“This new series sparks a dialogue in essay form between creative spirits and art historians, promising fresh insights into some of the Frick’s best known master works”—Ian Wardropper, director, The Frick Collection
The White Horse (1819) by John Constable (1776–1837) is the first of the series of the “six-footers,” monumental landscapes of the English countryside that would become the artist’s most famous works. Constable described the scene as “a placid representation of a serene, grey morning, summer.” Years later, he said, “there are generally in the life of an artist perhaps one, two or three pictures, on which hang more than usual interest—this is mine”.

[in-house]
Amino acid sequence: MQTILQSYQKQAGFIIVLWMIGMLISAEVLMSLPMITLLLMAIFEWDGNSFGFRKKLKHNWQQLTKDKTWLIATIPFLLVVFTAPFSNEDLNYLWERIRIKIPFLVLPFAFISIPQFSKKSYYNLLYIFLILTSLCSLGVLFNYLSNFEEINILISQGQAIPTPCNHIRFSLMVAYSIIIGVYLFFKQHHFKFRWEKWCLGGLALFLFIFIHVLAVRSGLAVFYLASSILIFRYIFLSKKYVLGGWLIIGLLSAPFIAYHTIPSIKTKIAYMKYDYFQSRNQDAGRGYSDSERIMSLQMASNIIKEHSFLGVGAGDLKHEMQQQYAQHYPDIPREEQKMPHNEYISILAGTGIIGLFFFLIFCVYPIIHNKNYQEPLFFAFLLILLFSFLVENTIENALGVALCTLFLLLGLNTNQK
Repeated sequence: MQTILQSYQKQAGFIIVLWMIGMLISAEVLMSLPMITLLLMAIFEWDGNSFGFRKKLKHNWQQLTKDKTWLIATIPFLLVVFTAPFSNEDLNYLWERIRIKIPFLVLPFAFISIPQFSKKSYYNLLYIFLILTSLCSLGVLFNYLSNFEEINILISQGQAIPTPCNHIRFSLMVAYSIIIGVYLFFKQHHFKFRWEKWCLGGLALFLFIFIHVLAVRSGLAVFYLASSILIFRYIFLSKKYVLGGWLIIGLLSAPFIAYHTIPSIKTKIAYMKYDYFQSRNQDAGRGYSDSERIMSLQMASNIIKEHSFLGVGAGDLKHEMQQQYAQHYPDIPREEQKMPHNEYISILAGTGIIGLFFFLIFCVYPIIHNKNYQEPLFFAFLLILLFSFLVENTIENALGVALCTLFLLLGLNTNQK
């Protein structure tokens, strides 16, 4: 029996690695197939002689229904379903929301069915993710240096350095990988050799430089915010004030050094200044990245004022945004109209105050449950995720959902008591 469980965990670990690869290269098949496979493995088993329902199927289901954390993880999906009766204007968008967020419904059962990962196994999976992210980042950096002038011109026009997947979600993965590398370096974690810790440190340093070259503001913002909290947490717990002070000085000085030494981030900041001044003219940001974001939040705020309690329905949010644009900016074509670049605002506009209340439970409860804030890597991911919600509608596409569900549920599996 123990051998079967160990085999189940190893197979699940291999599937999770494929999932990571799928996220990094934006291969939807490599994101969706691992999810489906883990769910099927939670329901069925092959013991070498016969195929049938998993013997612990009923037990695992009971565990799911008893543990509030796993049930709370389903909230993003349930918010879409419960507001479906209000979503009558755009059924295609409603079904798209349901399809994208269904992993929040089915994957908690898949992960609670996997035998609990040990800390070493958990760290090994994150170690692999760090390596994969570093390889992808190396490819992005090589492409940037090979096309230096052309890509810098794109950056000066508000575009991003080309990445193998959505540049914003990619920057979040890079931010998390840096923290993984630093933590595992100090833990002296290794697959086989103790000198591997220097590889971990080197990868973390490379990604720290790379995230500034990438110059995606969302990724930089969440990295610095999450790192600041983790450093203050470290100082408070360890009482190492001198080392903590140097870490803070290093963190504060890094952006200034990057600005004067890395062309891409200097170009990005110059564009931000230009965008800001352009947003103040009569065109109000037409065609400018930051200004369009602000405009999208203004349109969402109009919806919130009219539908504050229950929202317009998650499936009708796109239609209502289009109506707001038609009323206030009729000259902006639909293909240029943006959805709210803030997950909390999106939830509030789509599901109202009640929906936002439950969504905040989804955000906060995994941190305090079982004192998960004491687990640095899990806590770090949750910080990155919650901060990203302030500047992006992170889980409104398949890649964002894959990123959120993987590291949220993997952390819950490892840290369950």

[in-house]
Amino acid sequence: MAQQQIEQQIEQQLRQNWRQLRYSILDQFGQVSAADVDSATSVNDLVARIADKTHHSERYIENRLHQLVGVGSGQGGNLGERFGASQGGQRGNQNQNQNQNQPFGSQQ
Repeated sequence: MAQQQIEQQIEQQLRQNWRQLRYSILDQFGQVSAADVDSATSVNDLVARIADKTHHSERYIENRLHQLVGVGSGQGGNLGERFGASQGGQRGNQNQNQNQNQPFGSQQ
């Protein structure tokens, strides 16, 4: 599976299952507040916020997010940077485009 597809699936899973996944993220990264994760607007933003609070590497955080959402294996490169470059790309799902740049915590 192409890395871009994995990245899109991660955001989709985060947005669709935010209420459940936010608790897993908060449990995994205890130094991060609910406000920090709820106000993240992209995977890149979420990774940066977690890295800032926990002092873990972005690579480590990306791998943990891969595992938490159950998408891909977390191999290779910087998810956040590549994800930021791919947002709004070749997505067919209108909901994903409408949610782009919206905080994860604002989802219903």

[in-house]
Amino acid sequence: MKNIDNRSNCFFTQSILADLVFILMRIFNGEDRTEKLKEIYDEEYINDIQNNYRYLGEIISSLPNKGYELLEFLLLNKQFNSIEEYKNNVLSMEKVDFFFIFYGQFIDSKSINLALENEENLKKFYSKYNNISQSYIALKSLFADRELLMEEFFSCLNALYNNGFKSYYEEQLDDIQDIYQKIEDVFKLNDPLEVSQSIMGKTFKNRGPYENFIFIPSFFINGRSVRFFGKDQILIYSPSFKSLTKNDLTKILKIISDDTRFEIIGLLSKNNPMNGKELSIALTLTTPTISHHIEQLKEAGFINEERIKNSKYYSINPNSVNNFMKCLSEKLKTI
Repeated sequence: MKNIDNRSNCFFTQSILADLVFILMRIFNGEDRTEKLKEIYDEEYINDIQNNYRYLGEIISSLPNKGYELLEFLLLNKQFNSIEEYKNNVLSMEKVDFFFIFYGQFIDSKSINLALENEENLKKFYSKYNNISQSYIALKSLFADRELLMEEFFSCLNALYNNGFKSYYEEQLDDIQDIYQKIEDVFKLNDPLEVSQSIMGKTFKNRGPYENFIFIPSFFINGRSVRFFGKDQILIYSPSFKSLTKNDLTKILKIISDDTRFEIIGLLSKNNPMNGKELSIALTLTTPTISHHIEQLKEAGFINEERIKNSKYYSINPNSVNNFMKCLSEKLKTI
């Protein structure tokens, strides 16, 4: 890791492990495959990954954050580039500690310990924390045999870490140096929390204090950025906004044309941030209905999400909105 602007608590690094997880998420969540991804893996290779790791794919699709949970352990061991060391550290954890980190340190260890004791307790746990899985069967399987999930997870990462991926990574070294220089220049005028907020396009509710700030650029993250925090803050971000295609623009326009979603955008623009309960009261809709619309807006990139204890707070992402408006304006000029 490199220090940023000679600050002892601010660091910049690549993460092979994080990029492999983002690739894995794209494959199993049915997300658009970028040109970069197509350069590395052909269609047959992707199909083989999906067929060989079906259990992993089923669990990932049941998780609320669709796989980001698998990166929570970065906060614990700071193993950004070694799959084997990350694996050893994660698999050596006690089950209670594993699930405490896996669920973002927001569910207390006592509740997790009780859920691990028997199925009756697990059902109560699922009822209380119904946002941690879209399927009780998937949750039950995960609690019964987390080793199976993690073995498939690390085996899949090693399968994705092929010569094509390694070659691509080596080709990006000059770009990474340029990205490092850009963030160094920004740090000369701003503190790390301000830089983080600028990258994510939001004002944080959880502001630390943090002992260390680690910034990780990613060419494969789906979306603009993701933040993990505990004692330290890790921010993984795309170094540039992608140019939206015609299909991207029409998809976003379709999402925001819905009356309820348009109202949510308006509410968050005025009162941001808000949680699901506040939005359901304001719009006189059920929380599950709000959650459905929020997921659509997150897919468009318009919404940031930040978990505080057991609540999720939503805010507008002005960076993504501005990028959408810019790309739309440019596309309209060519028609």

A scholarly essay by Aimee Ng is paired with a piece by William Kentridge, who writes about finding inspiration in Constable’s nostalgic world.
Next in the series is Vol 6 Titian’s Portrait of Aretino (with Francine Prose) March 2021.
William Kentridge is an artist whose work spans a diverse range of artistic media. He has directed a number of acclaimed operas and theatrical productions.
Aimee Ng is a curator at The Frick Collection, New York.
Table of Contents
- Director’s Foreword
- Finding the Dapple by William Kentridge
- Constable’s White Horse by Aimee Ng
- Image Credits